If there’s no such thing as a blog post, how do you explain all those rejections in your inbox?
We’re used to thinking of genres like the sections at a bookstore: poetry, fiction, nonfiction. The sections help guide readers toward the kind of books they want to read, but they aren’t very helpful to writers. You’re not going to have a lot of success if you try to publish a generic “nonfiction” book. Instead, you need to be more specific about the type of book that you’re writing. Is it a travel narrative? A cookbook? A guide for shaping eyebrows?
The term “blog post” is like those bookstore sections: useful for readers, but useless for writers. Writing a “blog post” is a great way to amass rejections, because the term oversimplifies an enormous category with many smaller sub-categories.
Academics studying genre theory eschew big bookstore categories like “blog post” in favor of much more narrowly-defined genres, because the more narrowly you can define a genre, the easier it is to figure out the rules of that genre. Once you’ve figured out those rules, you’re likelier to get happier news in your inbox.
Step 1: Identify a Genre
Writing without regard for a publication’s desired content is a great way to stay in the slush pile. If you want out of that pile, try identifying a genre.
Usually the accepted genres will be listed within a website’s submission guidelines (instructions, listicle, political satire, edgy personal narrative, advice for fledgling writers). Even if the guidelines suggest that a site is “open to anything, as long as it’s good,” some quick research will likely demonstrate otherwise. If there isn’t a clear set of genres listed in the submission guidelines, read the 20 most recent articles and make note of the genre of each. Identify which genres come up most often and tailor your submission accordingly.
In many cases you’ll also need to identify a subcategory or style. You may have written a hilarious account about what happened when you tried to order sushi for the first time, but the publication you are submitting to only accepts somber nonfiction stories about overcoming emotional trauma. While it’s true you’ve written a personal essay, you haven’t written the kind of personal essay the publication is known for.
Step 2: Collect Samples
You’ve decided you want to write a satirical list of rejected TV pilots, and you’ve found a website that accepts satirical lists! Great! But you’re still not ready to submit. Once you’ve clarified what you’ll be writing, it’s time to hunt for useful models.
Start with the website you’re submitting to and pick 5-10 examples. Then make a reverse outline of each one. Think of this as a little map of the piece that shows you how a writer got from start to finish. This step is crucial, because it helps you to identify features of your chosen genre that aren’t spelled out in the submission guidelines. The guidelines may specify that the site accepts humorous lists, but not that every list published in the last two years has exactly 11 items.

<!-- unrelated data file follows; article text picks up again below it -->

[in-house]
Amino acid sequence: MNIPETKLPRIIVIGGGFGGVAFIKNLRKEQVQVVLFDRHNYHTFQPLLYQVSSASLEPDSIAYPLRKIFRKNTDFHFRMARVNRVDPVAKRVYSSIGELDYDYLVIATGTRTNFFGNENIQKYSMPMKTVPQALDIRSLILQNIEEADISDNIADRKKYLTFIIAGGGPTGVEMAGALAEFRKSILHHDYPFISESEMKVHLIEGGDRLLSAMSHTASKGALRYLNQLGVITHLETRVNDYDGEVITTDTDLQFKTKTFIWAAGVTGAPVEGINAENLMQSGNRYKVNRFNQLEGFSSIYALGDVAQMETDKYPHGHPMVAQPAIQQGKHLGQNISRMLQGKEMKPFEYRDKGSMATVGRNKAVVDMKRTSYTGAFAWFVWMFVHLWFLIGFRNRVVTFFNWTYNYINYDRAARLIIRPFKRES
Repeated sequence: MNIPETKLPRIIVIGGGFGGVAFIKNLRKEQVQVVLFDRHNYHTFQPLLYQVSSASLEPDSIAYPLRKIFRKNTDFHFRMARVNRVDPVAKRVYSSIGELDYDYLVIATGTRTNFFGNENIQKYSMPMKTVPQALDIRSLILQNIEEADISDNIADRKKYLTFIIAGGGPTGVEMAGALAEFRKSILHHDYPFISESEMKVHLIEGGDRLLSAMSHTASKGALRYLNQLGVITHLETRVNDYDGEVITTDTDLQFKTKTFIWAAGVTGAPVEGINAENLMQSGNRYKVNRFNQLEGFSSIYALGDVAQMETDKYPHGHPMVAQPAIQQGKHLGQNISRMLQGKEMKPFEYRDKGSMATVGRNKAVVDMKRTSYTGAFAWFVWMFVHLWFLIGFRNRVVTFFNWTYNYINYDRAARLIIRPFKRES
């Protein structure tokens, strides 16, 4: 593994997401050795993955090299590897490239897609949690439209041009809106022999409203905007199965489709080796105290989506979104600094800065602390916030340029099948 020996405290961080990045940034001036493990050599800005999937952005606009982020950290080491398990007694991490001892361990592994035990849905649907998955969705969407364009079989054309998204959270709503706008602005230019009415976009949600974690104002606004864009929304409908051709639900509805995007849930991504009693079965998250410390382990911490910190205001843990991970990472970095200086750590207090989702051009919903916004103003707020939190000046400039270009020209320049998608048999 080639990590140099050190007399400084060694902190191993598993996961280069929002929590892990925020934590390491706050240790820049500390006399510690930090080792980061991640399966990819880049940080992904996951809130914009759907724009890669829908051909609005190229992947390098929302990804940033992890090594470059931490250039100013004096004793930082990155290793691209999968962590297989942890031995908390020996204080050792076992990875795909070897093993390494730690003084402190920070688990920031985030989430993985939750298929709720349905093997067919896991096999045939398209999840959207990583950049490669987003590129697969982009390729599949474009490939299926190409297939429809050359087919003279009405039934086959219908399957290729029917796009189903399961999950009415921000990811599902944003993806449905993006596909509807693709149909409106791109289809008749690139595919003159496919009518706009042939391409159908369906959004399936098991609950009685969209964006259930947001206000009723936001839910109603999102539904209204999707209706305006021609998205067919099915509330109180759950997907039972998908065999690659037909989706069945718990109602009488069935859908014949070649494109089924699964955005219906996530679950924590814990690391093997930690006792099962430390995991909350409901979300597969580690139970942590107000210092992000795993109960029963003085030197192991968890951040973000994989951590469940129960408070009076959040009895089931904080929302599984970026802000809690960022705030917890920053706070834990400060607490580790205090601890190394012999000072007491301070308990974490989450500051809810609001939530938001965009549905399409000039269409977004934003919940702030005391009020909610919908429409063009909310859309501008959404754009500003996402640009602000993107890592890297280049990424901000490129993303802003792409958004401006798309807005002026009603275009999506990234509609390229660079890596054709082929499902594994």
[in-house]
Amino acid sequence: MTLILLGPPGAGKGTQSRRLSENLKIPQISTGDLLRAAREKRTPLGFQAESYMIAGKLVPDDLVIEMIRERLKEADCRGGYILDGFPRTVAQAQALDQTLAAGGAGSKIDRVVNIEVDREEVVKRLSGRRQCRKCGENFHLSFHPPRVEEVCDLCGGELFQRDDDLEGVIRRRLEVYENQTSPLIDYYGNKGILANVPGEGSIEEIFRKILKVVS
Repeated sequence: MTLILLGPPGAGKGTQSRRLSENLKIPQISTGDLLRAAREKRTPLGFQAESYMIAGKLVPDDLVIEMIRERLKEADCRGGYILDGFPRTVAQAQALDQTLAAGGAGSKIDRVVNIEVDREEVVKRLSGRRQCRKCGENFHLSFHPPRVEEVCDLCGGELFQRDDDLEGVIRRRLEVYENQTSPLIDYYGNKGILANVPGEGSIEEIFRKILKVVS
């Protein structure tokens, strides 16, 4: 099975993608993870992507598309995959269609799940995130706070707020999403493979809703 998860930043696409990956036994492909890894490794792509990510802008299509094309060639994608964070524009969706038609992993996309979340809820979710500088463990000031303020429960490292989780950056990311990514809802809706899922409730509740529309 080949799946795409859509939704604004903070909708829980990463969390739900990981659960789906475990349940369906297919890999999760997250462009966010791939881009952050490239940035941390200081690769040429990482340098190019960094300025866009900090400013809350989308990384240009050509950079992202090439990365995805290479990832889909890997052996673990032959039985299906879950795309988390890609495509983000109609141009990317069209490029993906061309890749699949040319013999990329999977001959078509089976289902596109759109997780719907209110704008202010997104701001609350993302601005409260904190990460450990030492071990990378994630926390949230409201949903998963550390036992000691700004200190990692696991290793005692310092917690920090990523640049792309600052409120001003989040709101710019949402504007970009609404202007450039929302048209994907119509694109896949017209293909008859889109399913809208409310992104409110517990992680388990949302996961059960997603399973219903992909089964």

Once you have analyzed the examples from the site you’re submitting to, it’s time to look at examples of the same genre published on other websites, which can help you see how your chosen website sets itself apart.
Take all of the little maps you’ve made and develop a master map for that site.
Step 3: Pitch Into a Genre
Equipped with your new genre knowledge, you can start writing. Outline your own piece, using the master map you created for the publication you’re submitting to.
When you’re making a pitch, be sure to name the genre. Many publications limit your pitch to just a few sentences. Naming the genre is shorthand for “I get what you do here and I have written a piece that will fit perfectly on your site.”
Step 4: Rewrite Into Genre
Even if you’ve perfected the genre conventions of a particular publication, you still might get rejected. But once you start paying attention to genre, you’re likely to notice that rejections get a little longer and a lot more encouraging. Take these rejections as a sign that you’re on the right track and do even more genre research.
Before you resubmit your work, repeat steps 2 and 3 for the new publication. You might be tempted to submit the personal essay that just got rejected at On Parenting to your other big dream publication, but you’ll notice that Well Family doesn’t run nearly as many personal essays. Close observation can show you that most personal narratives published there need to be tied to a current event or new research.
Step 5: Use Your Genre Knowledge to Write More
All this genre analysis seems like a lot of extra work, but a strong understanding of genre can help you squeeze multiple pieces out of the same topic. The personal narrative you write for one site might inspire a how-to post for another site, all based on the same experience and research.
Mastering these techniques can also make you a funnier writer. You may not think of yourself as a humorist, but once you’ve mastered another style or genre, you’ll be well-prepared to skewer it. The same genre skills you learn to write “Do Not Sabotage Your Kid’s College Essay” for a parenting website can help you write “How to Write Your Teen’s College Essay” for conceptual humor websites like McSweeney’s.
Bonus: Be Strategic With Genre on Your Own Blog
The same lessons that work for freelancing will also help you refine the purpose and tone of your own blog. While it’s fine—encouraged, even!—to muck around and try lots of styles as you get started blogging, over time you may notice patterns in your own work. Your how-to lists might feel preachy, while your personal essays get a lot of attention. Use what you notice to refine the focus of your own site, so that readers will know what to expect and stick around for more of it.